Mark and the Magic Cigar

“Is this it?” Mark thought. “This is what it’s come to? Wasting the day, waiting for my five minute fix at 2 a.m.”

He clipped the end of his cigar and fell into the brown leather chair. The cushion embraced him, urging him never to stand again. He struck a match, touched it to the end of the long stick, and sucked in. The warm smoke filled his mouth. He held it for a moment before releasing it into the light.

He marveled at the dance of his exhale. The smoke played games in the beams of sunlight coming through the cracked back door. Excluding those small rays, the backroom of the cigar shop was dark and empty. In the center of the room were four, large leather couches in a circle. Scattered against the walls were pairs of recliners separated by end tables with ash trays.

Mark looked at his watch. 3:17 p.m.

“You’re a pathetic douche,” he said to himself, angry he had looked at his watch again. “A PATHETIC DOUCHE!” he screamed into the air.

A young-looking college student ran into the room, “Is everything all right, sir?” His employee name tag read, “Hello! My Name is Philip.”

“Does it look like everything’s all right?” Mark snapped back. “Do I look all right to you?”

“Um. No sir? I mean… I heard you scream, and I just wanted to check and make sure you were all right.”

“No. I’m not all right. I’m fucked up, kid. Does a grown man come into place like this to smoke alone in the middle of the afternoon on a Tuesday if he is all right?”

“I wouldn’t know, sir. I just work here.” Philip stood in silence for a second, uncomfortable and unsure what to say next. “If there is anything I can get you, please let me know.” Philip left the doorway and returned to his counter.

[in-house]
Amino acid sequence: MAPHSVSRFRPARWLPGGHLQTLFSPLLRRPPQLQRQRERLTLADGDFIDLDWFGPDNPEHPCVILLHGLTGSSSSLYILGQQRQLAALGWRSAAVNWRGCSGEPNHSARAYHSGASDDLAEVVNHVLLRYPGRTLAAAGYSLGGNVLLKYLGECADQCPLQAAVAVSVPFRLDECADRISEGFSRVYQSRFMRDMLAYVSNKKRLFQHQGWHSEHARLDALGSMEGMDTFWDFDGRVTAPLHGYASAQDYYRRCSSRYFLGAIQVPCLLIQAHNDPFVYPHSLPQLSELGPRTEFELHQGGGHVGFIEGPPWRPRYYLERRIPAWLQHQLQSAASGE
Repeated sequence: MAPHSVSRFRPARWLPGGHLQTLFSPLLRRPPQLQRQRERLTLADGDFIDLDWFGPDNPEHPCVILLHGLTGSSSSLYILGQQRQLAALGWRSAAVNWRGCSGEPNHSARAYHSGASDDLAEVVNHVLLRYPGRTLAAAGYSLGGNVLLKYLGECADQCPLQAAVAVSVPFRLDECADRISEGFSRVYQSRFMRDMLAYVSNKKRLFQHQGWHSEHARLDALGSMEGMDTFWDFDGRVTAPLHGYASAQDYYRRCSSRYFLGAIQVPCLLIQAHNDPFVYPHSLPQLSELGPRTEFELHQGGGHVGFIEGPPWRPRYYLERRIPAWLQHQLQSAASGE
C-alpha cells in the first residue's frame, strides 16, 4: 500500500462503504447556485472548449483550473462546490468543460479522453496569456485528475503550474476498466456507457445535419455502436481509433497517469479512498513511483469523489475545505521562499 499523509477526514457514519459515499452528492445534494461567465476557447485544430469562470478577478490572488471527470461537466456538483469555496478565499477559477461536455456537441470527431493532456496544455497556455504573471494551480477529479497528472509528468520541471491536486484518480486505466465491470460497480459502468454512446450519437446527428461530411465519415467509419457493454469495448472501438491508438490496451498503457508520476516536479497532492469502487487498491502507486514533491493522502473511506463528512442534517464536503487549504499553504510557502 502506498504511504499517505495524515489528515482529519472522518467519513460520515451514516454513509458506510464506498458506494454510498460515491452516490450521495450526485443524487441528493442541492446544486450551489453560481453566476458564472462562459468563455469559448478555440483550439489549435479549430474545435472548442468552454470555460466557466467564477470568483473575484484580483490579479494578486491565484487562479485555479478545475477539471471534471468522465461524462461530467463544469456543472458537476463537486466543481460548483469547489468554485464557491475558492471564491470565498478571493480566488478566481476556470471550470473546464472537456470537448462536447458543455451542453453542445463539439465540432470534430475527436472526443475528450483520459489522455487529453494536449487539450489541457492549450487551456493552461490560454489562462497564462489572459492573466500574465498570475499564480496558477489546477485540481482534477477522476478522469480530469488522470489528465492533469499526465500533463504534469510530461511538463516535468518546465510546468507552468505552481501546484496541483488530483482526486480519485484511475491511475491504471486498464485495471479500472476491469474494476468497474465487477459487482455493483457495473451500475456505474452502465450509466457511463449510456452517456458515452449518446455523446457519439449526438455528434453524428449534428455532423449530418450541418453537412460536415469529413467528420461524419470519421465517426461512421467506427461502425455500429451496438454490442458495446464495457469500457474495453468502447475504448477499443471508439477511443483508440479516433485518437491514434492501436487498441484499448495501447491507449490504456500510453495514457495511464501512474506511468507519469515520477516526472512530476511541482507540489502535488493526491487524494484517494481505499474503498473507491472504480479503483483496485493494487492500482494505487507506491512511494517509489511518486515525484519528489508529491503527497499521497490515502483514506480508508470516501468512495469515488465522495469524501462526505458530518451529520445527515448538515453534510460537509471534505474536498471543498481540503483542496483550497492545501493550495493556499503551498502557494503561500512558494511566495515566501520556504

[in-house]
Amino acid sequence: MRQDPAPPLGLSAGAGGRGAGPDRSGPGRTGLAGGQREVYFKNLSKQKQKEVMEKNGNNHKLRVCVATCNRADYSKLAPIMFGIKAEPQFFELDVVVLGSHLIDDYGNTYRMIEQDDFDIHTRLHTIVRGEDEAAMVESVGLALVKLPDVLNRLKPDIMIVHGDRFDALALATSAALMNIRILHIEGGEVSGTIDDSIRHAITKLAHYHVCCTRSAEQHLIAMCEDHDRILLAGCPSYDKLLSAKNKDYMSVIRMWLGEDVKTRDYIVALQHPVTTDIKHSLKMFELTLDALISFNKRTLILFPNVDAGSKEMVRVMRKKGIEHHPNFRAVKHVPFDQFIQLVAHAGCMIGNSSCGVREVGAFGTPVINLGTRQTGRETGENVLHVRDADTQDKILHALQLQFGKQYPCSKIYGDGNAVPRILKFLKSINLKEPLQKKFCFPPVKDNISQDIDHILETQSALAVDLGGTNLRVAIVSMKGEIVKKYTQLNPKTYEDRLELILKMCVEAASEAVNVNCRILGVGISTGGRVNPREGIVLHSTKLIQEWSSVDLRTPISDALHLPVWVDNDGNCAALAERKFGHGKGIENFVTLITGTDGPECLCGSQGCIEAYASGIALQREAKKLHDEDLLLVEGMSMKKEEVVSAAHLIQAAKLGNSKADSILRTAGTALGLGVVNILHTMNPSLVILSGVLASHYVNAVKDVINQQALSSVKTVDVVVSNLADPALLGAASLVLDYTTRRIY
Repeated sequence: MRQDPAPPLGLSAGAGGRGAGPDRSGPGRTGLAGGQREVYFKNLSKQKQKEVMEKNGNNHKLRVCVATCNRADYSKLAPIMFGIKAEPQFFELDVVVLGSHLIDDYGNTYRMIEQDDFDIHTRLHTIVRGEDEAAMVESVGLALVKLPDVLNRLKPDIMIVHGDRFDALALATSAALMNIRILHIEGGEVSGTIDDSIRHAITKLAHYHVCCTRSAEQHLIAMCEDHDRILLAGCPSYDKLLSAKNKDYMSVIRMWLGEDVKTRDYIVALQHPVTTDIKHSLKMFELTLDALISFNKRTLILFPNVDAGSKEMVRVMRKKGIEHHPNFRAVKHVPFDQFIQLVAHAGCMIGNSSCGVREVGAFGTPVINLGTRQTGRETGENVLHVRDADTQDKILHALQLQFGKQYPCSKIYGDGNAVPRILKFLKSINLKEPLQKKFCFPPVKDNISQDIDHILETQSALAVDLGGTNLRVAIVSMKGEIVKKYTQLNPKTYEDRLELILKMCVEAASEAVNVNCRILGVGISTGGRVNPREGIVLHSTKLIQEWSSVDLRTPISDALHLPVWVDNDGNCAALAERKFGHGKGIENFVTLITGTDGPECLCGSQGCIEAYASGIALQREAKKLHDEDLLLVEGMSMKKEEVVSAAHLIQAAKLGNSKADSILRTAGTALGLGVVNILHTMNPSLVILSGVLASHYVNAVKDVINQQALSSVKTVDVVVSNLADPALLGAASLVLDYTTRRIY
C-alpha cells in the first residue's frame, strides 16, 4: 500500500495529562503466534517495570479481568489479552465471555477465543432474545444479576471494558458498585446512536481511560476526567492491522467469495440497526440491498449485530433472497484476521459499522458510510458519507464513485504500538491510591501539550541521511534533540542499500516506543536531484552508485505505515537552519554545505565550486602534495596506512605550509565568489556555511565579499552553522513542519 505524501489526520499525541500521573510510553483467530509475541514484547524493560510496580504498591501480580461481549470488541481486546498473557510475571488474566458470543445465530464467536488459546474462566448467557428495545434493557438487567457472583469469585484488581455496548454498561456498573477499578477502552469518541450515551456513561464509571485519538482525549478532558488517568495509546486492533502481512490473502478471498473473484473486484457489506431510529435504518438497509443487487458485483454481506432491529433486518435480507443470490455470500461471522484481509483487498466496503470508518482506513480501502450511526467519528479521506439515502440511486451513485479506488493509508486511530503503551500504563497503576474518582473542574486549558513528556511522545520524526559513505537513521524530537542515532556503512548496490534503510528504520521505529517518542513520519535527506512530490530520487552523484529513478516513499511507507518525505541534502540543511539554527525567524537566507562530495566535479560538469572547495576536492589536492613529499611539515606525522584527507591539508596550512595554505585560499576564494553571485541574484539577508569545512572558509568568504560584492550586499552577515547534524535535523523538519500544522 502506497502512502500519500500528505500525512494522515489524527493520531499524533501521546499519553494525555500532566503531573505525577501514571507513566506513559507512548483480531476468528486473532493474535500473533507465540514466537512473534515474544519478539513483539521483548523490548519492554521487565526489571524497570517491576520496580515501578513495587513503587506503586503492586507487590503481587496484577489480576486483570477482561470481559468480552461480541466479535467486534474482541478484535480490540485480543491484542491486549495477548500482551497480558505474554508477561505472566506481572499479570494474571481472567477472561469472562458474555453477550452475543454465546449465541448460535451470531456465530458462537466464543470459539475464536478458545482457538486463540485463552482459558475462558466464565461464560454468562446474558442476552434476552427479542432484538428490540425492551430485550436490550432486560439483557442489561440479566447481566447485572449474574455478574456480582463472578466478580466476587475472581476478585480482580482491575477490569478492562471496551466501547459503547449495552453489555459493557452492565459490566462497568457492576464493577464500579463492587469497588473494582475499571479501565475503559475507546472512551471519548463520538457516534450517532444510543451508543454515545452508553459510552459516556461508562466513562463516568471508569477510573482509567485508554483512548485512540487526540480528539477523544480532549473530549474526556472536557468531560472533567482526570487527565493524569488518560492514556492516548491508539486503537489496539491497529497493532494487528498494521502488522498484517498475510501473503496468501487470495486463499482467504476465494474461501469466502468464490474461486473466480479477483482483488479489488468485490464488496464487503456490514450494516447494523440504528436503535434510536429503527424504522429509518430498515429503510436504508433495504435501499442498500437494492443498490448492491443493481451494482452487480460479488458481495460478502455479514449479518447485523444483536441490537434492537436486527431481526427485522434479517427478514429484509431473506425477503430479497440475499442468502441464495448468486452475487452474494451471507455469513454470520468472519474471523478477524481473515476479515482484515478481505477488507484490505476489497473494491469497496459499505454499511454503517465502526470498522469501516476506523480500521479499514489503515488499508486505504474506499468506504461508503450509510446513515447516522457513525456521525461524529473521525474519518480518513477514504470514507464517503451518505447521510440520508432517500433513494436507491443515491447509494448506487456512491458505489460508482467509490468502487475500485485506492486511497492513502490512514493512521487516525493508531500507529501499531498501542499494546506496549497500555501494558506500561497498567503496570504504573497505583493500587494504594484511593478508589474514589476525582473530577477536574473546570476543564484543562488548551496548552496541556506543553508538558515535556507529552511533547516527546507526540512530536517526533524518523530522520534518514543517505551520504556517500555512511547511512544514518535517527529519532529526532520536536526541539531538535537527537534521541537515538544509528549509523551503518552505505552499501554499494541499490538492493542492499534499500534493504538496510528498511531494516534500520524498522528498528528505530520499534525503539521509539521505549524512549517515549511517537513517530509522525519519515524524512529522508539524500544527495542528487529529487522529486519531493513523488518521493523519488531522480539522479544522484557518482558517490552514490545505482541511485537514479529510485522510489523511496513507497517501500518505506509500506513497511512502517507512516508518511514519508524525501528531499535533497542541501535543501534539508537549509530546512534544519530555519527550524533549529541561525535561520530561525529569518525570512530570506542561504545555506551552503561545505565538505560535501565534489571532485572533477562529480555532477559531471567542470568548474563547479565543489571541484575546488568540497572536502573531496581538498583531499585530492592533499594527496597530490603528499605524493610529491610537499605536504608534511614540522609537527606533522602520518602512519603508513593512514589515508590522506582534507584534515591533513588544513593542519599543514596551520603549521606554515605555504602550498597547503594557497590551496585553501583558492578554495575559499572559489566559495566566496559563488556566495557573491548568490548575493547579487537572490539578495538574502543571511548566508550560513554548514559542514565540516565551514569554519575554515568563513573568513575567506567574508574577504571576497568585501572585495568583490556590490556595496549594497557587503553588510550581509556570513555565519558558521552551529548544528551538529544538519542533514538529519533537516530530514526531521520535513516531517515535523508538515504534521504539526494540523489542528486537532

“Pathetic douche,” Mark said again, unclear if he was speaking about himself or Philip.

He stood, walked to the cooler on the floor across the room, and retrieved one of the complementary Diet Cokes. Returning to his seat, he took another long puff on the cigar and blew the smoke into the daylight. It swirled. The waves weaved in and out of themselves.

Tonight would be the magic tile’s forty-first show in the bathroom. He had seen it all now: joy, tears, laughter, fighting, flirting, and simply sharing space. He had considered stopping, letting the show go on without him; but he couldn’t. A few nights he even tried to go to sleep at a decent hour, but instead he lay in his bed staring at the ceiling until the clock turned 1:58 a.m. He needed to watch. He needed it all to play out. He needed to see their love blossom and wither.